He was nineteen years old and staring at a field. The field was golden with a crop of something. And although this guy had grown up on a farm, he couldn’t have told you what it was. Maybe it was wheat. Yes, that makes sense, it was probably a field of wheat, tall and golden.
He was standing on the bank of a mud coloured river. The river was shallow and surprisingly small; a fallen tree almost spanned it. On the other side was a chain link fence, and then there was the field, flat to the horizon under a big blue sky.
Behind him, a few steps up a little slope and through some brush, there was a city. There was the gravel lot of the pop factory where he’d parked his van. Tree lined streets with nice houses and embassies, children inside playing with My Little Ponies on the living room floors. Ice cream boys walking with holes in their shoes, lice in their hair, faces blank from sniffing glue. The OK Bazaar where bag boys hustled for tips behind the cashiers and beggars waited outside with the Bz Bz Man in his coat of many colours. The sandwich cafe where World Bankers in suit jackets sat on their lunch break, on the commercial strip, soldiers walking with slung rifles. Minibus taxis pulling up, doors sliding open to disembark women hefting big plastic checkered bags. Women on sidewalks vending crafts and vegetables minding toddlers with running noses. The marketplace bus stop square teeming with pedestrians and banged up buses, the bus boys accosting travellers, fires burning inside oil drums topped with grills of smoking meat. Township jive blaring from portable stereos and from inside bars crowded with men drink, home from the mines, some scarred or half blind with names like Spider. Dirt roads and paths fanning out in many directions winding up hills dense with cinderblock cubes and tin roofs. Dirt capillaries alive with boys and girls in maroon uniforms and black shoes and bookbags, hills noisy with schoolkids’ chatter. An orphanage on hilltop serving koolaid in plastic cups on a plastic tablecoth, a young man on the outside reciting poems he’s written with passion, could be wise or madness. And back down the main road, past the commercial strip of soldiers and beggars and World Bankers, down the road towards the river, a line of men, hundreds moving on foot towards the river, buses and taxis depositing more men at the back of the line. Hundreds of men moving slowly in line down the road to the river and a bridge with a police guarded gate, men showing documents for inspection then passing through the gate over the bridge, then men being collected and taken away by buses and taxis waiting for the men on the other side.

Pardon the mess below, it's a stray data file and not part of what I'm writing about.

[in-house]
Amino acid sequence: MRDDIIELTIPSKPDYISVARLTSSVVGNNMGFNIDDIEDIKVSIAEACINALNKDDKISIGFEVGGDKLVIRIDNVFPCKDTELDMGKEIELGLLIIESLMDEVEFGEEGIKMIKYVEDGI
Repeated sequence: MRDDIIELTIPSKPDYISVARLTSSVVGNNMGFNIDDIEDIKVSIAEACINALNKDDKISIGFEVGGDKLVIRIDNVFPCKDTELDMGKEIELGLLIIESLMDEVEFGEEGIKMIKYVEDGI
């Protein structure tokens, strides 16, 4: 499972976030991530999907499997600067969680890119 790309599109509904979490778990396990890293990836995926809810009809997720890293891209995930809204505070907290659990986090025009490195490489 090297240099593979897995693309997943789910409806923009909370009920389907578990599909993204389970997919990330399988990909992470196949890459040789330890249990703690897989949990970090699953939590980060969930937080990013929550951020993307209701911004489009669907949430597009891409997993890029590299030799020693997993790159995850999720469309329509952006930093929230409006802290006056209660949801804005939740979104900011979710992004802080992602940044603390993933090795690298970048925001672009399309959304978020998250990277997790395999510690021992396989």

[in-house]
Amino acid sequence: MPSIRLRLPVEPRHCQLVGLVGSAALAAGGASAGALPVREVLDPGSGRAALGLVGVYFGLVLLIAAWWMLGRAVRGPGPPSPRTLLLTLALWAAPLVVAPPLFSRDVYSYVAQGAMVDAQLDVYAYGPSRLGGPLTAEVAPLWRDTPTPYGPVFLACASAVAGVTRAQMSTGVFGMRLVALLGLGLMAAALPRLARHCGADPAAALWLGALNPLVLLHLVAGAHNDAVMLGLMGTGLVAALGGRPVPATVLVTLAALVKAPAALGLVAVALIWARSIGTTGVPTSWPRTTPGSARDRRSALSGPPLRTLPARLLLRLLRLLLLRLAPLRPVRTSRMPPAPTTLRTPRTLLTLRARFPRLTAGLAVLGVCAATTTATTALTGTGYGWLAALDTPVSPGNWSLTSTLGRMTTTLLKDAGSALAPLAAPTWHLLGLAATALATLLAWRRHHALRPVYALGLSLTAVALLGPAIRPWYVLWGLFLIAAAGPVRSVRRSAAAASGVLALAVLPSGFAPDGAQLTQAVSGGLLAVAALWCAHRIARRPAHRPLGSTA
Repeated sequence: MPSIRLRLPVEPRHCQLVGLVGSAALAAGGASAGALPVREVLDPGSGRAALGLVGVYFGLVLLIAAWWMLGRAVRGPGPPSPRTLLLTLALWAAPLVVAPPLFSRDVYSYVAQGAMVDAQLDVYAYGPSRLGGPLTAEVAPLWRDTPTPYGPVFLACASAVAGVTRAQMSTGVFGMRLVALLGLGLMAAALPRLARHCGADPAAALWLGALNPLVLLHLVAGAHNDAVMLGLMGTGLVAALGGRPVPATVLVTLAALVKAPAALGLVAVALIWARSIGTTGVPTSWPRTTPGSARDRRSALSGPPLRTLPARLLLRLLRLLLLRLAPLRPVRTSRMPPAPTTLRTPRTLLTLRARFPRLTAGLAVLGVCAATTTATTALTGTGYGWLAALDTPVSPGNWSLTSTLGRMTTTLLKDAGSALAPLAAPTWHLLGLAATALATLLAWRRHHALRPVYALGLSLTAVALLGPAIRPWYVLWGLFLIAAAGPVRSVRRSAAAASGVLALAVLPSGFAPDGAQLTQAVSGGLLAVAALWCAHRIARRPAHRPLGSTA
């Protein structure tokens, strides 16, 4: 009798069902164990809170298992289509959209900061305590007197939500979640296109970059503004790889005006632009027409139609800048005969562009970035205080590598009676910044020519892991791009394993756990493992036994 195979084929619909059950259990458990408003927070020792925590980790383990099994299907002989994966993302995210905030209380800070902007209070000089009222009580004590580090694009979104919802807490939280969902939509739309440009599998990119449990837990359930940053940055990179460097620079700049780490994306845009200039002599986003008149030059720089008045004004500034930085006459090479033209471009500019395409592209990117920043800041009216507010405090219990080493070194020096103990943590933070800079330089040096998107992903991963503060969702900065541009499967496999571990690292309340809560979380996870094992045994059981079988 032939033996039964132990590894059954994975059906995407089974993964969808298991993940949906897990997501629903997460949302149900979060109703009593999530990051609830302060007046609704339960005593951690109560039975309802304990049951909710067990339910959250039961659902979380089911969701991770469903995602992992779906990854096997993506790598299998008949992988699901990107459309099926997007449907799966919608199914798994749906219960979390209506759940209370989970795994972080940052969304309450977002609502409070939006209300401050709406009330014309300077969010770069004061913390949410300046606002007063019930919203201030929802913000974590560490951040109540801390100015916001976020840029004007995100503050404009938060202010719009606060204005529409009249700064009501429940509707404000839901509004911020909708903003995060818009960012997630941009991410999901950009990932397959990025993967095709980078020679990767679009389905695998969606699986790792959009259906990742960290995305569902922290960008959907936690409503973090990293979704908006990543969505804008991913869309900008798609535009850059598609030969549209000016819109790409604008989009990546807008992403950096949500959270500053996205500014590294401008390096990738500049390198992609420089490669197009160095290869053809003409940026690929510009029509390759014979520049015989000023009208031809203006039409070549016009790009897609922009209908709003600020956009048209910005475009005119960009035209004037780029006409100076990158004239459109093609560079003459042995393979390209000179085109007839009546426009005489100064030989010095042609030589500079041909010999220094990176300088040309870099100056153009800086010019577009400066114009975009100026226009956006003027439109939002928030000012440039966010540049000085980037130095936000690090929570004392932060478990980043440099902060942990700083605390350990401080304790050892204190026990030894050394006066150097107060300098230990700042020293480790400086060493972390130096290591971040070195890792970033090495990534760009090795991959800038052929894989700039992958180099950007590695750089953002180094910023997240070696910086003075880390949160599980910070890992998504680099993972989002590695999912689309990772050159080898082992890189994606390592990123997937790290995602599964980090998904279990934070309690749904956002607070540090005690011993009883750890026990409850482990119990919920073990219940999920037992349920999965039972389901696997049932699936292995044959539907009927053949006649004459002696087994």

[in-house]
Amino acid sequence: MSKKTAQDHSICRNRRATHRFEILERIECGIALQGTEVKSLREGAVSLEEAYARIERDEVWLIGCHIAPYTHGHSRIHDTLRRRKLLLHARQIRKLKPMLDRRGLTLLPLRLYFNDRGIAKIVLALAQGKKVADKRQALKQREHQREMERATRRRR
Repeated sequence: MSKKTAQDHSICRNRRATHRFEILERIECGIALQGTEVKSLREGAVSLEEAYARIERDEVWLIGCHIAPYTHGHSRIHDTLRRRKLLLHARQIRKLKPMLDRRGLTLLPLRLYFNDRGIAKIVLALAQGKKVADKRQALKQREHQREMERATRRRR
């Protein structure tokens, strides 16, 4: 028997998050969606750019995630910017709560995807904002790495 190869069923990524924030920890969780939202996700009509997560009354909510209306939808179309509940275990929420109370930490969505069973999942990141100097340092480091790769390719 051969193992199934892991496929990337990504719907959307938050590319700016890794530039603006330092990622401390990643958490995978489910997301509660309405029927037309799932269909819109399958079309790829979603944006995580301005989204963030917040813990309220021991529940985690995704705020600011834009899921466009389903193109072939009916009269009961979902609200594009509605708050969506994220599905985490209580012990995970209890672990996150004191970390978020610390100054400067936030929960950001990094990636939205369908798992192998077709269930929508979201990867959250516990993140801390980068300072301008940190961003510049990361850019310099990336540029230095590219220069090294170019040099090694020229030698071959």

He had parked his van in the lot by the pop factory, and before moving on with his errands, some impulse had prompted him to step down the little slope through the brush to the riverbank where he found himself alone. The city of school girls and ice cream boys and mining men and checkered bag women and blocks and towers and hills and roads was all there and moving behind him. And then facing him across the surprisingly small river was – just this field, with nothing in it. Just a field of probably wheat, stretching flat and golden to the horizon on the other side.
The guy was nineteen years old and he was staring at the field. And it’s not an easy thing to say what was happening in his mind.